S.1369 : A bill to allow funds under title II of the Elementary and Secondary Education Act of 1965 to be used to provide training to school personnel regarding how to recognize child sexual abuse.
Sponsor: Sen Feinstein, Dianne [CA] (introduced 5/19/2015) Cosponsors (1)
S.1373 : A bill to amend the Higher Education Act to improve higher education programs, and for other purposes.
Sponsor : Sen Sanders, Bernard [VT] (introduced 5/19/2015) Cosponsors (None)
S.1374 : A bill to amend the Higher Education Act of 1965 to establish fair and consistent eligibility requirements for graduate medical schools operating outside the United States and Canada.
Sponsor: Sen Durbin, Richard [IL] (introduced 5/19/2015) Cosponsors (1)
S.1384 : A bill to amend the Truth in Lending Act to provide for the discharge of student loan obligations upon the death of the student borrower, and for other purposes.
Sponsor: Sen Schumer, Charles E. [NY] (introduced 5/19/2015) Cosponsors (None)
S.1390 : A bill to help provide relief to State education budgets during a recovering economy, to help fulfill the Federal mandate to provide higher educational opportunities for Native American Indians, and for other purposes.
Sponsor: Sen Gardner, Cory [CO] (introduced 5/20/2015) Cosponsors (1)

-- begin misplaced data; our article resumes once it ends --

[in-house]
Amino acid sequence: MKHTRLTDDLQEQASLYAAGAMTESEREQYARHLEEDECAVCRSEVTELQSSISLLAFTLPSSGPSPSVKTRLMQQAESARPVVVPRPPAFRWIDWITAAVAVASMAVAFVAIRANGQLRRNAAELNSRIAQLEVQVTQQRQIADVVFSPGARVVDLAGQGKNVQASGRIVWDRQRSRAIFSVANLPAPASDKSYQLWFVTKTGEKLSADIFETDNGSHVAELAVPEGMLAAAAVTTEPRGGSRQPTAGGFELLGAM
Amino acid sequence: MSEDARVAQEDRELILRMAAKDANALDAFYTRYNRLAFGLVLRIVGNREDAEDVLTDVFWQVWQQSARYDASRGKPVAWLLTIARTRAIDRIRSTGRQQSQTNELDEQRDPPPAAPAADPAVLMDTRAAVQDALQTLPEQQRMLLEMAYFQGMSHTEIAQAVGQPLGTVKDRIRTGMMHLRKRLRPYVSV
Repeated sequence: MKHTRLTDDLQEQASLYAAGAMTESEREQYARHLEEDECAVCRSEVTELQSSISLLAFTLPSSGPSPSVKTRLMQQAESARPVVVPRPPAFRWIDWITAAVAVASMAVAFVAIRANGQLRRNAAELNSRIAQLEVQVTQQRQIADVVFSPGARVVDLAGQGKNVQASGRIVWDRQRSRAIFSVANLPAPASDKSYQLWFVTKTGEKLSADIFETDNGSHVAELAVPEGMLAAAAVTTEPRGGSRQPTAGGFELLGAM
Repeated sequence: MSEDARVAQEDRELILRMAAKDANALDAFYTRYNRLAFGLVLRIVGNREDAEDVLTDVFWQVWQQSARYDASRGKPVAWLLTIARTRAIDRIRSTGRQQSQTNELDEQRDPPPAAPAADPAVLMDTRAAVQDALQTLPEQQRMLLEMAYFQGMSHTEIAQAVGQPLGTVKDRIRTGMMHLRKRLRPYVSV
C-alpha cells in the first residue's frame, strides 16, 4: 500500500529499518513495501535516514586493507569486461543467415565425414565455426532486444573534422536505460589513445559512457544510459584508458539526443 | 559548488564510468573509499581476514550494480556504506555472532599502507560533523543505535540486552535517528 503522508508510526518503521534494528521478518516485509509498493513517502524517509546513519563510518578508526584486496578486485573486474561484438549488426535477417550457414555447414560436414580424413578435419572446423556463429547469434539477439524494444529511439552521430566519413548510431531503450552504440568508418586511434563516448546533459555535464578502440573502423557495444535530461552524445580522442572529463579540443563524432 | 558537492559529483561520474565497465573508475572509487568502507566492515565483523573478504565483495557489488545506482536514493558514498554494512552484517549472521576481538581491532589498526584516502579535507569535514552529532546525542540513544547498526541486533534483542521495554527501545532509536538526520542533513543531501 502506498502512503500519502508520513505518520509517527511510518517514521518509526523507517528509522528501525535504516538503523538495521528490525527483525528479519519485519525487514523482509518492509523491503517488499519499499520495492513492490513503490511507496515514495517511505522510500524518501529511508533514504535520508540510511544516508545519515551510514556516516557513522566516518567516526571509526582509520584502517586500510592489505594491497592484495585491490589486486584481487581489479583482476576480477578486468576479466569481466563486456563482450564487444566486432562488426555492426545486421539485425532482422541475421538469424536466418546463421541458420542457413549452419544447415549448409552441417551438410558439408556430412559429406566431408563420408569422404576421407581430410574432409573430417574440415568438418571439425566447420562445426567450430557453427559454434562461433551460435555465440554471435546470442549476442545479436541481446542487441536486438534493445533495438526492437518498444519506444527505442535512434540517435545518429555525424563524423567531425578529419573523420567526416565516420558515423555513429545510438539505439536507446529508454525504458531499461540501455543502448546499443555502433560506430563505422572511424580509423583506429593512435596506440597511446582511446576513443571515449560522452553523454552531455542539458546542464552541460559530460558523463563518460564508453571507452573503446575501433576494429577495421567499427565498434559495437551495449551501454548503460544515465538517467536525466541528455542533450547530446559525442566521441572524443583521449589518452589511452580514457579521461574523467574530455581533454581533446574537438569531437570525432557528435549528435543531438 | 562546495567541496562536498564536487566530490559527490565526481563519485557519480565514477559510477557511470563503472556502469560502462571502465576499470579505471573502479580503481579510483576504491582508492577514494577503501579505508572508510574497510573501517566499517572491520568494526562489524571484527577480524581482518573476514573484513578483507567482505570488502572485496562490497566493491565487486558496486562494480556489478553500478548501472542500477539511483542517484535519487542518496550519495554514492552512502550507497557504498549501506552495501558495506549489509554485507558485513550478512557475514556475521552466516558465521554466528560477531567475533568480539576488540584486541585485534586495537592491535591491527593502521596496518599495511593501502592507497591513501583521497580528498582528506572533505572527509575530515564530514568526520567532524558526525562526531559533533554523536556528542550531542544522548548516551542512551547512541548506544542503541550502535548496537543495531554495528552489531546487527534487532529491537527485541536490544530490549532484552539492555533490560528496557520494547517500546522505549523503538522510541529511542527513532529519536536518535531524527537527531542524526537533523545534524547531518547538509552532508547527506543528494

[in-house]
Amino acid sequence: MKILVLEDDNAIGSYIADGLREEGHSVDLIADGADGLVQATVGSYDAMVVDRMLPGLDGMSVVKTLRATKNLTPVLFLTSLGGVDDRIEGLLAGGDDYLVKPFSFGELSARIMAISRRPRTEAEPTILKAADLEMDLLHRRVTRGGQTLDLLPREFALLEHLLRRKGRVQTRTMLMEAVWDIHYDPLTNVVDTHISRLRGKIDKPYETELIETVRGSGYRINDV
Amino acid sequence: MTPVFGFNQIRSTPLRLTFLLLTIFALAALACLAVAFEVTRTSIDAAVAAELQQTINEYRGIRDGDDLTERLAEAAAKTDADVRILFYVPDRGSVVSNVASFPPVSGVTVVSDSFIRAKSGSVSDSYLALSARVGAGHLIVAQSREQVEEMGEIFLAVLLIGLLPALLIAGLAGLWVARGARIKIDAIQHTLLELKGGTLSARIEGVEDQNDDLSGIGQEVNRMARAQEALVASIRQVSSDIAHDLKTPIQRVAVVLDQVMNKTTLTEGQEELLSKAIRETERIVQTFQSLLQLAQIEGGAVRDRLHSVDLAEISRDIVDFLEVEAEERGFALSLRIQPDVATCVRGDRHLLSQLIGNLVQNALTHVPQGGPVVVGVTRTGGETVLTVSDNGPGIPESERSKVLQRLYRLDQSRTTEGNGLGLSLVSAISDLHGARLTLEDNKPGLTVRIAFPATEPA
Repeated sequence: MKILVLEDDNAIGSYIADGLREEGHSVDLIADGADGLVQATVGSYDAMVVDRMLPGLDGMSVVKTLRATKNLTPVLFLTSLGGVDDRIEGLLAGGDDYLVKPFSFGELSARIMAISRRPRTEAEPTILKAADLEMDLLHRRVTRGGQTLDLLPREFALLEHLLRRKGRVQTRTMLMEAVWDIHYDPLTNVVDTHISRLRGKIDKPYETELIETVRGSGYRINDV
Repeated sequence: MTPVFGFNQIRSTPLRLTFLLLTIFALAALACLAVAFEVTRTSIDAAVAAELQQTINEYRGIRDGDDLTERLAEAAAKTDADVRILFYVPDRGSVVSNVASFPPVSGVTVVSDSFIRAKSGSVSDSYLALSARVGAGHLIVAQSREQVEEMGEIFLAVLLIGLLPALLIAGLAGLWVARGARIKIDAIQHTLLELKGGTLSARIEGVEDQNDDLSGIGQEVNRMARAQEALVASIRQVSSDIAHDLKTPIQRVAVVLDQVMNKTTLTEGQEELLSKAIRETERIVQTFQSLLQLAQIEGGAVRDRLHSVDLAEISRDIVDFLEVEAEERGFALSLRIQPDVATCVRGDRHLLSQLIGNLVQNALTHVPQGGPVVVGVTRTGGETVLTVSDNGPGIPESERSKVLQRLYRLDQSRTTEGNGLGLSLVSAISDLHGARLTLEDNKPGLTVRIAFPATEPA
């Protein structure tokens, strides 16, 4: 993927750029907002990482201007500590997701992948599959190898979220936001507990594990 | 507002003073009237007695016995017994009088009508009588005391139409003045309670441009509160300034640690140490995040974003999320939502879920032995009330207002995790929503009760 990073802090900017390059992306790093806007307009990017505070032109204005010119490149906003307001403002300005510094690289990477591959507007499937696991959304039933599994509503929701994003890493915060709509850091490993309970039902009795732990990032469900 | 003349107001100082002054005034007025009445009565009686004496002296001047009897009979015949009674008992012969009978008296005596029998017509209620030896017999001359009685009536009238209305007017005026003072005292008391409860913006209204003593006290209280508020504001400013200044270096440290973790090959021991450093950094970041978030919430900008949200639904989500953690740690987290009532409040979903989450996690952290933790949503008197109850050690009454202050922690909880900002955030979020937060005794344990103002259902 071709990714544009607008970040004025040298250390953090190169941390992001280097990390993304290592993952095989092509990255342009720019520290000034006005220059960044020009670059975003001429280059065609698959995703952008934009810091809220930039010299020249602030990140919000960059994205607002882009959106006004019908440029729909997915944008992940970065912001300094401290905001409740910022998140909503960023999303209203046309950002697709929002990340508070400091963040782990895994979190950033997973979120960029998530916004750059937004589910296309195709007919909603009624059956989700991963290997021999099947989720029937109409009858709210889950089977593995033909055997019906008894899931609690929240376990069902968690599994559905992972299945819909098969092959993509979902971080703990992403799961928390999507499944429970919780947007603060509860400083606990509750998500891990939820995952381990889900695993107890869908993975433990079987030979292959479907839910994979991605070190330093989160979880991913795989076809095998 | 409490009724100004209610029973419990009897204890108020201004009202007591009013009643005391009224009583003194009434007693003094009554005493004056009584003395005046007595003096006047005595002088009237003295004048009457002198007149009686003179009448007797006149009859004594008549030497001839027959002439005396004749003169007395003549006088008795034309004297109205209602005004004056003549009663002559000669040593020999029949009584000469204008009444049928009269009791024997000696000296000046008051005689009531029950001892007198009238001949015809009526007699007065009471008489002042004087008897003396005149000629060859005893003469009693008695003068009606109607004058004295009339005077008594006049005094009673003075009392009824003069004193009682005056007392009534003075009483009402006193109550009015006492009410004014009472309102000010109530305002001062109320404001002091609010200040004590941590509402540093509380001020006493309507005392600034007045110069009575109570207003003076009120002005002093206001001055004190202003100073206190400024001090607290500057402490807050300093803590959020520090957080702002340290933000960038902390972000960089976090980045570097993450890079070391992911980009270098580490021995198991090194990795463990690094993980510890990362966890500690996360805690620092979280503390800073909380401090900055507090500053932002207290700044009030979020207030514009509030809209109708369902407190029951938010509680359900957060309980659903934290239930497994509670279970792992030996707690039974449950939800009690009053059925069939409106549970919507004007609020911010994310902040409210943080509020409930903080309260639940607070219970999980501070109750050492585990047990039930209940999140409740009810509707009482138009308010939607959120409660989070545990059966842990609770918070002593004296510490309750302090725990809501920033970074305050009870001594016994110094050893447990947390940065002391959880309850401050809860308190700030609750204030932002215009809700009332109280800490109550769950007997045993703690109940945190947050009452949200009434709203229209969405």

National Center for Education Statistics Report: Public School Safety and Discipline: 2013-14: This First Look provides nationally representative data on public school safety and discipline for the 2013–14 school year. It presents results from a Fast Response Survey System (FRSS) survey, which collected information on specific safety and discipline plans and practices, training for classroom teachers and aides related to school safety and discipline issues, security personnel, frequency of specific discipline problems, and number of incidents of various offenses.
May 21, 2015
Institute for Education Science Quick Review: Three-Year Effects of CUNY’s Accelerated Study in Associate Programs (ASAP) for Developmental Education Students”: The What Works Clearinghouse (WWC), a group that reviews educational research, evaluated the research done by MDRC examining the effects of offering a multi-faceted support program to low-income community college students in need of developmental (remedial) courses. The MDRC study examined the impact of the Accelerated Study in Associate Programs (ASAP) which included the following required components: full-time enrollment; consolidated block scheduling in the first year; a non-credit seminar covering topics such as goal-setting and academic planning; comprehensive student advising services, tutoring services, and career and employment services; a tuition waiver; free public transportation vouchers; and free textbooks for classes. The study reported that the ASAP program had a significant positive effect on several student outcomes such as college-level credit accumulation, degree attainment, and completion of developmental requirements. The WWC evaluated the research and found that it met all the WWC group design standards without reservations.